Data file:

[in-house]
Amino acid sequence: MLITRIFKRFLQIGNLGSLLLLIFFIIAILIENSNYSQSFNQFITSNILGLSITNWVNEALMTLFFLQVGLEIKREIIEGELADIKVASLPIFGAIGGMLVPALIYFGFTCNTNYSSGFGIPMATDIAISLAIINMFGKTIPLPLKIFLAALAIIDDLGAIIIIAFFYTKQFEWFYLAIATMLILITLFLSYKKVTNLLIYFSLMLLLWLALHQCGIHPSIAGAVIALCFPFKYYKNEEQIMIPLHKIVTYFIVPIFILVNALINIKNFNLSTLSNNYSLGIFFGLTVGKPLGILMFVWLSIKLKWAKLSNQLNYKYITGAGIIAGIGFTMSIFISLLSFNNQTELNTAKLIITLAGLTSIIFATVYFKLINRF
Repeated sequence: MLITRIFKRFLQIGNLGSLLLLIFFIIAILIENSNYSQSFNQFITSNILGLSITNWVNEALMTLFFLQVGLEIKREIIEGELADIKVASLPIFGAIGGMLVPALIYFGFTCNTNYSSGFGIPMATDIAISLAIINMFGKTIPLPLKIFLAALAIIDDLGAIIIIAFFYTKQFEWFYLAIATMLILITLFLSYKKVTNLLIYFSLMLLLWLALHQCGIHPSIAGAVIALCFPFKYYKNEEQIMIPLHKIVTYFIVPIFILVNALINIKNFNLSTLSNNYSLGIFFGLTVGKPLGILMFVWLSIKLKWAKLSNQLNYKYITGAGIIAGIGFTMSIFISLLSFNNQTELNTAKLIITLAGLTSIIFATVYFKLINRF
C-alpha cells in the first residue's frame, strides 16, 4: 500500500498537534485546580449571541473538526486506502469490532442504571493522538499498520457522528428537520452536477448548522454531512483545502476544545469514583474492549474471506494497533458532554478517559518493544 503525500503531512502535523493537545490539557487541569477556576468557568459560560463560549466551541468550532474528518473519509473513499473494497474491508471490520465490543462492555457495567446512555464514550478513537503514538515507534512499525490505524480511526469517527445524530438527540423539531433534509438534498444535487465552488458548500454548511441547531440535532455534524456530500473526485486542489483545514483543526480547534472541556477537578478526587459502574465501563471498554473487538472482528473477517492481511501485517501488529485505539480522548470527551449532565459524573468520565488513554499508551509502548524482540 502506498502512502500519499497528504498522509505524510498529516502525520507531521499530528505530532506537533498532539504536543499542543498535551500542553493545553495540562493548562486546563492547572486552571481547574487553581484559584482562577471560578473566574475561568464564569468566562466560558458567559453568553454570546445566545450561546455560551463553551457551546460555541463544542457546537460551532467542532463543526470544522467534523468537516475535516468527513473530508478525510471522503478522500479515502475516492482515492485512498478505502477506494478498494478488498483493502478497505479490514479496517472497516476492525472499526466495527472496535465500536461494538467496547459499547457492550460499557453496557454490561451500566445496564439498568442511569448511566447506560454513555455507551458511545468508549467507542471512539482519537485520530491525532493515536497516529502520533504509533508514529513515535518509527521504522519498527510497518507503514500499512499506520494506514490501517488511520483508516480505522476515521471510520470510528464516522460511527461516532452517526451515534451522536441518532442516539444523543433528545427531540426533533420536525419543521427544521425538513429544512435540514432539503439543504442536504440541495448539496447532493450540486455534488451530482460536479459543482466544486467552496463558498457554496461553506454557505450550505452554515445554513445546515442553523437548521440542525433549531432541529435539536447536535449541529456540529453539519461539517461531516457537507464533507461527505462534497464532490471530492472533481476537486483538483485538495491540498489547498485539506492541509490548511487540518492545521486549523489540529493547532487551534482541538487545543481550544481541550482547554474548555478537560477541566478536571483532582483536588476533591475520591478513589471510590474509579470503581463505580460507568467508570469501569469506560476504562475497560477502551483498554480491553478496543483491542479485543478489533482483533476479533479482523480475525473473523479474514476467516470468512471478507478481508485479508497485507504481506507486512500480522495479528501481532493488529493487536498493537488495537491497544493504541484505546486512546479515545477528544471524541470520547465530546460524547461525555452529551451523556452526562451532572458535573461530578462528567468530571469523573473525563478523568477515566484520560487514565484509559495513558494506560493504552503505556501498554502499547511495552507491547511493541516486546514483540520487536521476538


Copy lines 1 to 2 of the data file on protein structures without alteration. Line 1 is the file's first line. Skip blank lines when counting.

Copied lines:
[in-house]
Amino acid sequence: MLITRIFKRFLQIGNLGSLLLLIFFIIAILIENSNYSQSFNQFITSNILGLSITNWVNEALMTLFFLQVGLEIKREIIEGELADIKVASLPIFGAIGGMLVPALIYFGFTCNTNYSSGFGIPMATDIAISLAIINMFGKTIPLPLKIFLAALAIIDDLGAIIIIAFFYTKQFEWFYLAIATMLILITLFLSYKKVTNLLIYFSLMLLLWLALHQCGIHPSIAGAVIALCFPFKYYKNEEQIMIPLHKIVTYFIVPIFILVNALINIKNFNLSTLSNNYSLGIFFGLTVGKPLGILMFVWLSIKLKWAKLSNQLNYKYITGAGIIAGIGFTMSIFISLLSFNNQTELNTAKLIITLAGLTSIIFATVYFKLINRF